Change in multimodal MRI markers predicts dementia risk in cerebral small vessel disease

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Abstract

Objective:

To determine whether MRI markers, including diffusion tensor imaging (DTI), can predict cognitive decline and dementia in patients with cerebral small vessel disease (SVD).

Methods:

In the prospective St George's Cognition and Neuroimaging in Stroke study, multimodal MRI was performed annually for 3 years and cognitive assessments annually for 5 years in a cohort of 99 patients with SVD, defined as symptomatic lacunar stroke and confluent white matter hyperintensities (WMH). Progression to dementia was determined in all patients. Progression of WMH, brain volume, lacunes, cerebral microbleeds, and a DTI measure (the normalized peak height of the mean diffusivity histogram distribution) as a marker of white matter microstructural damage were determined.

Results:

Over 5 years of follow-up, 18 patients (18.2%) progressed to dementia. A significant change in all MRI markers, representing deterioration, was observed. The presence of new lacunes, and rate of increase in white matter microstructural damage on DTI, correlated with both decline in executive function and global functioning. Growth of WMH and deterioration of white matter microstructure on DTI predicted progression to dementia. A model including change in MRI variables together with their baseline values correctly classified progression to dementia with a C statistic of 0.85.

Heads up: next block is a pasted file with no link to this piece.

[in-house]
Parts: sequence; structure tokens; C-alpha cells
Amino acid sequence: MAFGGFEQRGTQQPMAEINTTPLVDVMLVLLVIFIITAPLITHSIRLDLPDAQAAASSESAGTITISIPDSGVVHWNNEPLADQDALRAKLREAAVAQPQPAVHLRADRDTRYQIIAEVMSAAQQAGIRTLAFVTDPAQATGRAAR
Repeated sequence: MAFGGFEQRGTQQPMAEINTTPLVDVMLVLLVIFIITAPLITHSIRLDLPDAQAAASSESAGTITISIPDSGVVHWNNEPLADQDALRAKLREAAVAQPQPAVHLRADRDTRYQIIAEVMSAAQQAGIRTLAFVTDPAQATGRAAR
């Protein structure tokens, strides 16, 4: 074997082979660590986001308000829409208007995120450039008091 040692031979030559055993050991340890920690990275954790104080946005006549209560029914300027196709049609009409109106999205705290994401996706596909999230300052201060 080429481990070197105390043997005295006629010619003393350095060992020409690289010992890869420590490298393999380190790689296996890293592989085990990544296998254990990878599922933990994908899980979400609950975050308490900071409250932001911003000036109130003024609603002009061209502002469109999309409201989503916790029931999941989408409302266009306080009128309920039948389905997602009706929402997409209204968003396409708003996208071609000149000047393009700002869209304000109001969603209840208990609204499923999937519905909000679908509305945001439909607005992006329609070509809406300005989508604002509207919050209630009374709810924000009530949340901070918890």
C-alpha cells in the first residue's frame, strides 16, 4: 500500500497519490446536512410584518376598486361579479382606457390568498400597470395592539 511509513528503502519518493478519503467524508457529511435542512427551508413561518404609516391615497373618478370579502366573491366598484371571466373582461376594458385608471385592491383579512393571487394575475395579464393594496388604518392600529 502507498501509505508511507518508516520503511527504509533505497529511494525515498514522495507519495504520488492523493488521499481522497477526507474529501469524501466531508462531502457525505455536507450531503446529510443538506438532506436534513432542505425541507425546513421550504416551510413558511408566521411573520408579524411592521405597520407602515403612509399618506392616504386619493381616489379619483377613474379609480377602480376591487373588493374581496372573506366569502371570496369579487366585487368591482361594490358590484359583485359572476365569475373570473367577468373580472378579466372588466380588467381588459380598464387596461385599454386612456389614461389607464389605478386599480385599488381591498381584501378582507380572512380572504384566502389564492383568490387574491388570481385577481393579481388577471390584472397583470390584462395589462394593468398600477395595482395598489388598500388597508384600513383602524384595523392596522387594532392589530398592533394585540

Conclusions:

This longitudinal prospective study provides evidence that change in MRI measures including DTI, over time durations during which cognitive change is not detectable, predicts cognitive decline and progression to dementia. It supports the use of MRI measures, including DTI, as useful surrogate biomarkers to monitor disease and assess therapeutic interventions.

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